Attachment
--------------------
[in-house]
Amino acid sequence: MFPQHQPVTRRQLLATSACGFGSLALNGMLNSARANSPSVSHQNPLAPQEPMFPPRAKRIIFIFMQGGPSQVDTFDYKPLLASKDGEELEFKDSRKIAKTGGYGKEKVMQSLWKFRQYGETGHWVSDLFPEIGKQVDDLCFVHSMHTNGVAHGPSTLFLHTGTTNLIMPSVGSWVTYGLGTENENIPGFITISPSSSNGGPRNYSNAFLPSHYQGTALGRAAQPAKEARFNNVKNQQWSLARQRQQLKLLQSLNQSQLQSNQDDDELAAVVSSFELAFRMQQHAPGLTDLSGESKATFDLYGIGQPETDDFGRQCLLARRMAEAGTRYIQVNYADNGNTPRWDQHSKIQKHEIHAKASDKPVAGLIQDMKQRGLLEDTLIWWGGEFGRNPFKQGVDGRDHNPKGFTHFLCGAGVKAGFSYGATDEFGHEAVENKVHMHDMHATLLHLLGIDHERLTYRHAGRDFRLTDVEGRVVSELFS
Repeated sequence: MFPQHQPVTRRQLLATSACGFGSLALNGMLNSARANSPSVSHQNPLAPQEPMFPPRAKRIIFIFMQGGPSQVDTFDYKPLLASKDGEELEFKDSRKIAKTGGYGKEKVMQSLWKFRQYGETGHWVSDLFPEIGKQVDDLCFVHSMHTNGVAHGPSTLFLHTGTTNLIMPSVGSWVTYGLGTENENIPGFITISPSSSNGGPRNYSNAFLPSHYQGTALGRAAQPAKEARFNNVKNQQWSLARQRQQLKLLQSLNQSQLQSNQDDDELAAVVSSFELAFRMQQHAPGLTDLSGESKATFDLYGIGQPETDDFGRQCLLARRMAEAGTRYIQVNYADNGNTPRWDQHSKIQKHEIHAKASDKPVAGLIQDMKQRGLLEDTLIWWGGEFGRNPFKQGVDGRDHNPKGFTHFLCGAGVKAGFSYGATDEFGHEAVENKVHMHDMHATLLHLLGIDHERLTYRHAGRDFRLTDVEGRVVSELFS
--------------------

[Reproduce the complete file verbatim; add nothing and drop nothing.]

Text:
[in-house]
Amino acid sequence: MFPQHQPVTRRQLLATSACGFGSLALNGMLNSARANSPSVSHQNPLAPQEPMFPPRAKRIIFIFMQGGPSQVDTFDYKPLLASKDGEELEFKDSRKIAKTGGYGKEKVMQSLWKFRQYGETGHWVSDLFPEIGKQVDDLCFVHSMHTNGVAHGPSTLFLHTGTTNLIMPSVGSWVTYGLGTENENIPGFITISPSSSNGGPRNYSNAFLPSHYQGTALGRAAQPAKEARFNNVKNQQWSLARQRQQLKLLQSLNQSQLQSNQDDDELAAVVSSFELAFRMQQHAPGLTDLSGESKATFDLYGIGQPETDDFGRQCLLARRMAEAGTRYIQVNYADNGNTPRWDQHSKIQKHEIHAKASDKPVAGLIQDMKQRGLLEDTLIWWGGEFGRNPFKQGVDGRDHNPKGFTHFLCGAGVKAGFSYGATDEFGHEAVENKVHMHDMHATLLHLLGIDHERLTYRHAGRDFRLTDVEGRVVSELFS
Repeated sequence: MFPQHQPVTRRQLLATSACGFGSLALNGMLNSARANSPSVSHQNPLAPQEPMFPPRAKRIIFIFMQGGPSQVDTFDYKPLLASKDGEELEFKDSRKIAKTGGYGKEKVMQSLWKFRQYGETGHWVSDLFPEIGKQVDDLCFVHSMHTNGVAHGPSTLFLHTGTTNLIMPSVGSWVTYGLGTENENIPGFITISPSSSNGGPRNYSNAFLPSHYQGTALGRAAQPAKEARFNNVKNQQWSLARQRQQLKLLQSLNQSQLQSNQDDDELAAVVSSFELAFRMQQHAPGLTDLSGESKATFDLYGIGQPETDDFGRQCLLARRMAEAGTRYIQVNYADNGNTPRWDQHSKIQKHEIHAKASDKPVAGLIQDMKQRGLLEDTLIWWGGEFGRNPFKQGVDGRDHNPKGFTHFLCGAGVKAGFSYGATDEFGHEAVENKVHMHDMHATLLHLLGIDHERLTYRHAGRDFRLTDVEGRVVSELFS